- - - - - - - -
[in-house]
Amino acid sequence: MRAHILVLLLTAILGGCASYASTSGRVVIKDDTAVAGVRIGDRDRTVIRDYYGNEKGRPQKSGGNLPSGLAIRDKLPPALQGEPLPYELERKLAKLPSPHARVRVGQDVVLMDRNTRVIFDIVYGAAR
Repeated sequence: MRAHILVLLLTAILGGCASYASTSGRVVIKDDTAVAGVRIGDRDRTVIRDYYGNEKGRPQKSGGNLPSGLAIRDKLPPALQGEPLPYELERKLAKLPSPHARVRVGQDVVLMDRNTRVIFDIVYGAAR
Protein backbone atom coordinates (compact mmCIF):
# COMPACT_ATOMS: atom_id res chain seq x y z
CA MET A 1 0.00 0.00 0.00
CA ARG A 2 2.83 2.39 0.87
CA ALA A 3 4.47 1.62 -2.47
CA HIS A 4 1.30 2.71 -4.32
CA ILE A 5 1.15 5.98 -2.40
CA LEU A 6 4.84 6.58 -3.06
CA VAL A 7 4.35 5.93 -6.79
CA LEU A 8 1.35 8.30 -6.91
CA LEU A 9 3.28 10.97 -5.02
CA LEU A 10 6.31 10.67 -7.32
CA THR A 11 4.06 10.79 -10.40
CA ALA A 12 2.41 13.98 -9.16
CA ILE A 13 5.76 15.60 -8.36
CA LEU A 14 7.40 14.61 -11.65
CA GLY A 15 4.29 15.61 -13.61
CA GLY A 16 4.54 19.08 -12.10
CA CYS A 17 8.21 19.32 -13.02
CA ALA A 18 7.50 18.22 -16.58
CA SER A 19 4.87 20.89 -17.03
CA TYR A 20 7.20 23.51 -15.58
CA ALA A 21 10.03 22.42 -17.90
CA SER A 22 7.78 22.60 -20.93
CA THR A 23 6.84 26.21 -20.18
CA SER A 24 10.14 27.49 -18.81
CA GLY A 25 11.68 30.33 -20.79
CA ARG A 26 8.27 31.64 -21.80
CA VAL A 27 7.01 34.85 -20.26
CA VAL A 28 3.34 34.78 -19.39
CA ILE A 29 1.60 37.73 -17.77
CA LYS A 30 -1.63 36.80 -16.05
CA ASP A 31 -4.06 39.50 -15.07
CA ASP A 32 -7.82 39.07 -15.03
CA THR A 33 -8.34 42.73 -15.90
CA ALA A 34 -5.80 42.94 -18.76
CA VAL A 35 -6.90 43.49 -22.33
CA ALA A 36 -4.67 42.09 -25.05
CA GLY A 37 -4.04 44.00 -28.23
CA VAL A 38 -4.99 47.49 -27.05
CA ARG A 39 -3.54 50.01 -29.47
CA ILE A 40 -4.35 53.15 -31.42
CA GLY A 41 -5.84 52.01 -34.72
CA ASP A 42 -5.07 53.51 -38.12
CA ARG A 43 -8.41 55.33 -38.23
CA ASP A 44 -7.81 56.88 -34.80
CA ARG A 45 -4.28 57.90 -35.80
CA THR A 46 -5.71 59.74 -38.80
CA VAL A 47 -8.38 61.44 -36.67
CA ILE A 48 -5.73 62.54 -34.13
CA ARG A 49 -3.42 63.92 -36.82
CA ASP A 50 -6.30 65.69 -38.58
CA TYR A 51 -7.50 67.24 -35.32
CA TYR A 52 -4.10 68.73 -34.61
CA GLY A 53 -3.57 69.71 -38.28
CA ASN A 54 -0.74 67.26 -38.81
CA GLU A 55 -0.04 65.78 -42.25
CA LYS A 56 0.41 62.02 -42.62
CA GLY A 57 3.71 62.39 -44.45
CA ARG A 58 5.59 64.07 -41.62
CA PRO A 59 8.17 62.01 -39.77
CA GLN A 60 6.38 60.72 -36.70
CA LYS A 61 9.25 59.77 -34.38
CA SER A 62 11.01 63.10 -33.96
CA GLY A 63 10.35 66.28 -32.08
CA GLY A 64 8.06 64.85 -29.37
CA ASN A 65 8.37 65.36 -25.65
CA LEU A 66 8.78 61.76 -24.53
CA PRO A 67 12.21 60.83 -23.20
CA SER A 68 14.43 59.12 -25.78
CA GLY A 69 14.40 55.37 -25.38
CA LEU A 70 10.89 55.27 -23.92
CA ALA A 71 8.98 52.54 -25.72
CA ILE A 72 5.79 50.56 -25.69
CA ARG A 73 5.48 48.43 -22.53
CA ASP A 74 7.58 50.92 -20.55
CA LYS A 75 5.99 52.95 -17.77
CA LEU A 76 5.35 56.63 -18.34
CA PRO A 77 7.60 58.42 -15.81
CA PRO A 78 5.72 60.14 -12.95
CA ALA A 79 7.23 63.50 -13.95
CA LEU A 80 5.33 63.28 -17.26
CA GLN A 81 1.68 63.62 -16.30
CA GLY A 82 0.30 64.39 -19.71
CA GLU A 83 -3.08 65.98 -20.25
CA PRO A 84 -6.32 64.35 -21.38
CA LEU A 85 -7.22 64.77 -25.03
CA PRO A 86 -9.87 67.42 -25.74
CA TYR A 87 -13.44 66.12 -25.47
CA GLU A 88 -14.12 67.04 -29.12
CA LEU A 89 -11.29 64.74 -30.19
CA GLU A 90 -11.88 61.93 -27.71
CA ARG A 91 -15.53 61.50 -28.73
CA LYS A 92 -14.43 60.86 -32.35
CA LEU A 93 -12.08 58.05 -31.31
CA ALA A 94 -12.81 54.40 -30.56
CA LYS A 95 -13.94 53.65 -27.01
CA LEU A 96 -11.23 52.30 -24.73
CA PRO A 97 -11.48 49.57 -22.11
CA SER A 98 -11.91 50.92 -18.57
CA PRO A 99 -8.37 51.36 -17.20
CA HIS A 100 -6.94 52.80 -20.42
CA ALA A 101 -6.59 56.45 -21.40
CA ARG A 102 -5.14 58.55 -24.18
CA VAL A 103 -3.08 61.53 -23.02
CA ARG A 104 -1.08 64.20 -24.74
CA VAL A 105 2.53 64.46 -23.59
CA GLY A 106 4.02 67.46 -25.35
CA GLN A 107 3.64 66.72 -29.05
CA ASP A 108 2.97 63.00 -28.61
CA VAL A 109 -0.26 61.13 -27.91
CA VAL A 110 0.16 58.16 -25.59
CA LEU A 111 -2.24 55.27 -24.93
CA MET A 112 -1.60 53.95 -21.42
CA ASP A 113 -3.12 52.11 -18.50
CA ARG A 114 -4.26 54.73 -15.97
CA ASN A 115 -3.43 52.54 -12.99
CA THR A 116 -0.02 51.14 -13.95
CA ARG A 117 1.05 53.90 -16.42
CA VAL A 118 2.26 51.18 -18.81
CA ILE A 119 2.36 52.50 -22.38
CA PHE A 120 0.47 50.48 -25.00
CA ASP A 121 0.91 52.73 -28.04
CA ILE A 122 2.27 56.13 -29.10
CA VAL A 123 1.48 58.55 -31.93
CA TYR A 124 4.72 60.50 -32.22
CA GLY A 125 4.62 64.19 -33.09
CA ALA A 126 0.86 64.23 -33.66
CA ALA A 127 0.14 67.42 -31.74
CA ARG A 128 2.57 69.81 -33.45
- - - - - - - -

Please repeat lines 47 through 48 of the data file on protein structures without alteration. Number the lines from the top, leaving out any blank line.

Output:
CA ASP A 42 -5.07 53.51 -38.12
CA ARG A 43 -8.41 55.33 -38.23